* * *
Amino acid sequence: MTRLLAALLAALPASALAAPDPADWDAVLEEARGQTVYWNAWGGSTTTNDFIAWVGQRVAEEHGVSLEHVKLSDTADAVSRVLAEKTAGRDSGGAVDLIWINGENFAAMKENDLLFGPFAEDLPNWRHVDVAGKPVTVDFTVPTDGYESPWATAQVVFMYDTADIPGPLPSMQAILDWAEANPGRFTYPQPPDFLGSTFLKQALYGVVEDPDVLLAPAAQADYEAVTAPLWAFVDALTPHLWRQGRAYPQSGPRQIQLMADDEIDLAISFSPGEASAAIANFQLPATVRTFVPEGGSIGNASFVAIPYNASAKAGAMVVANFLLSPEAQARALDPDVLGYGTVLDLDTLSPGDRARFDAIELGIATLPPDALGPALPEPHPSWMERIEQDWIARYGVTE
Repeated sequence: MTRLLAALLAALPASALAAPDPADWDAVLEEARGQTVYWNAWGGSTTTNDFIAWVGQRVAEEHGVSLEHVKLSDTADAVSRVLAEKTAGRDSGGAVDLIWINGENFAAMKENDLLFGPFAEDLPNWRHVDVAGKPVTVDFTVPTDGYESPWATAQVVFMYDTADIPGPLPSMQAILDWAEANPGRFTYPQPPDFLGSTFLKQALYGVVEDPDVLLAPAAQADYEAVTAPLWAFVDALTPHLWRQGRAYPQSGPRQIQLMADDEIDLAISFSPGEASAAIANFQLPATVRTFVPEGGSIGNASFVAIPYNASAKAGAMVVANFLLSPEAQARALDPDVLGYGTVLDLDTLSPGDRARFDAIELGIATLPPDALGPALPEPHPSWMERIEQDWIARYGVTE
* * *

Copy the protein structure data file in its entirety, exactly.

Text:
Amino acid sequence: MTRLLAALLAALPASALAAPDPADWDAVLEEARGQTVYWNAWGGSTTTNDFIAWVGQRVAEEHGVSLEHVKLSDTADAVSRVLAEKTAGRDSGGAVDLIWINGENFAAMKENDLLFGPFAEDLPNWRHVDVAGKPVTVDFTVPTDGYESPWATAQVVFMYDTADIPGPLPSMQAILDWAEANPGRFTYPQPPDFLGSTFLKQALYGVVEDPDVLLAPAAQADYEAVTAPLWAFVDALTPHLWRQGRAYPQSGPRQIQLMADDEIDLAISFSPGEASAAIANFQLPATVRTFVPEGGSIGNASFVAIPYNASAKAGAMVVANFLLSPEAQARALDPDVLGYGTVLDLDTLSPGDRARFDAIELGIATLPPDALGPALPEPHPSWMERIEQDWIARYGVTE
Repeated sequence: MTRLLAALLAALPASALAAPDPADWDAVLEEARGQTVYWNAWGGSTTTNDFIAWVGQRVAEEHGVSLEHVKLSDTADAVSRVLAEKTAGRDSGGAVDLIWINGENFAAMKENDLLFGPFAEDLPNWRHVDVAGKPVTVDFTVPTDGYESPWATAQVVFMYDTADIPGPLPSMQAILDWAEANPGRFTYPQPPDFLGSTFLKQALYGVVEDPDVLLAPAAQADYEAVTAPLWAFVDALTPHLWRQGRAYPQSGPRQIQLMADDEIDLAISFSPGEASAAIANFQLPATVRTFVPEGGSIGNASFVAIPYNASAKAGAMVVANFLLSPEAQARALDPDVLGYGTVLDLDTLSPGDRARFDAIELGIATLPPDALGPALPEPHPSWMERIEQDWIARYGVTE